UPSC CSE Mains Syllabus: GS-2-  Structure, organization and functioning of the Executive and the Judiciary Ministries and Departments of the Government; pressure groups and formal/informal associations and their role in the Polity.

In news:

An anachronism in a democracy:

In India, the Contempt of Court Act of 1971 recognizes two types of contempt:  

  1. Civil contempt 
  2. Criminal contempt.

Civil contempt is defined as willful disobedience of any judgment, decree, direction, order, writ or other process of a court or willful breach of an undertaking given by a court.  

Criminal Contempt: 

Under Section 2(c) of the Contempt of Courts Act of 1971, criminal contempt has been defined as the publication (whether by words, spoken or written, or by signs, or by visible representation, or otherwise) of any matter or the doing of any other act whatsoever which: 

(i) Scandalises or tends to scandalise, or lowers or tends to lower the authority of, any court, or 

(ii) Prejudices, or interferes or tends to interfere with the due course of any judicial proceeding, or

(iii) Interferes or tends to interfere with, or obstructs or tends to obstruct, the administration of justice in any other manner.


Judiciaries reasoning:

In one of the judgements (In re: Arundhati Roy, 2002), the SC had reasoned that contempt of court is the only weapon to restore public confidence in the independence of the judiciary and maintain the rule of law.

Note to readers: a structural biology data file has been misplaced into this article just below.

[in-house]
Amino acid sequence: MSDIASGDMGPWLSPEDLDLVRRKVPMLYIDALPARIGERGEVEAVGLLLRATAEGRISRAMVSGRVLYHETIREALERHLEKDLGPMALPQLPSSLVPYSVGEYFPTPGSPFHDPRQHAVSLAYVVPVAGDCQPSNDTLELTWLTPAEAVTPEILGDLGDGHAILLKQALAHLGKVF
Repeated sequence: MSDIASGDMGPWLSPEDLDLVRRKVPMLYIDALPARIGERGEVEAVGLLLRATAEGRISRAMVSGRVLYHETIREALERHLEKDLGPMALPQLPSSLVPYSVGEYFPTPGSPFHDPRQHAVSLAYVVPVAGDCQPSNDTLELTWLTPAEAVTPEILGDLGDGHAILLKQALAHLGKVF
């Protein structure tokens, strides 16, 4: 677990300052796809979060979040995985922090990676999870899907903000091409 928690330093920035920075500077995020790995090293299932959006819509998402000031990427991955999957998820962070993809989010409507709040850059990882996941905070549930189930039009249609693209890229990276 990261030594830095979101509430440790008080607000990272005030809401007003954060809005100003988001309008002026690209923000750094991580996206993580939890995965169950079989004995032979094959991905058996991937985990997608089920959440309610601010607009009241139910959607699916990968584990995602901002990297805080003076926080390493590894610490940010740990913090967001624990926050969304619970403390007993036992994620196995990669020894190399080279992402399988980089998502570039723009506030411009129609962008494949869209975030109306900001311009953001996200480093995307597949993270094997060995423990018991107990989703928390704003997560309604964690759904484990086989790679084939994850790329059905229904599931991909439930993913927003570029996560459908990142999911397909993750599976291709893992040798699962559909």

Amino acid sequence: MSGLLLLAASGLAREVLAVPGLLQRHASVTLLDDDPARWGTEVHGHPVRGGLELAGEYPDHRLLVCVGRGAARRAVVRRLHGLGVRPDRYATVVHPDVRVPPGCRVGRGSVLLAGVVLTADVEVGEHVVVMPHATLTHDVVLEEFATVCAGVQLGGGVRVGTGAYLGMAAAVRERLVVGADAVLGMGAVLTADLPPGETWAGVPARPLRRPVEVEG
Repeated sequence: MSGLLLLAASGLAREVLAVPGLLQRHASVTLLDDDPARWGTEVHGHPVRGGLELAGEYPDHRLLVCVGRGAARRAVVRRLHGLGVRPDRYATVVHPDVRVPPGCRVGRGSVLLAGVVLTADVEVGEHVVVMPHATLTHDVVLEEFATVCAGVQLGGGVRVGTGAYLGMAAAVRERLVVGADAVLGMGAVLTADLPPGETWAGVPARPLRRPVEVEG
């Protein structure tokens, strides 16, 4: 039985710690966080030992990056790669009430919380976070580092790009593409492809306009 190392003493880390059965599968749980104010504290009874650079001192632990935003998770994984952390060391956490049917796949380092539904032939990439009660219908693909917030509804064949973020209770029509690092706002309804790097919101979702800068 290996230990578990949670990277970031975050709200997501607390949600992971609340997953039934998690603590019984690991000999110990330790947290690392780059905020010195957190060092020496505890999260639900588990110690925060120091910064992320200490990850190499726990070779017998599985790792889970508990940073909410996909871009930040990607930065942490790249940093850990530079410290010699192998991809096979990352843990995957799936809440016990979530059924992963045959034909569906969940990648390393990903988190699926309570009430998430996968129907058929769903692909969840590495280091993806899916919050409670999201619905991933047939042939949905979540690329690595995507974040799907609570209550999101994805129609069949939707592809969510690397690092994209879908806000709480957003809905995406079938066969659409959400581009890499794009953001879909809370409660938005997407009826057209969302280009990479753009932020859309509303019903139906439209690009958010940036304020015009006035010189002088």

According to the SC, the Judiciary in the country is under a constant threat and being endangered from within and without. The need of the time is of restoring confidence amongst the people for the independence of Judiciary.” 

There can be no doubt that the Judiciary as a public institution needs to be respected in a civilized society.  

However a pertinent question remains if public institution should be propped up through laws or command respect through their conduct.  

Contempt of Court and freedom of expression 

A case for freedom of speech: 

Five years ago, in Shreya Singhal, the apex court expanded the contours of freedom of speech and Article 19. The Supreme Court’s contempt case against Bhushan shrinks that space — and itself.

Source:”The Hindu”.


In Shreya Singhal, the apex court expanded the contours of freedom of speech and Article 19. However, the same rights are contradicted when it comes to contempt of the court. Critically examine.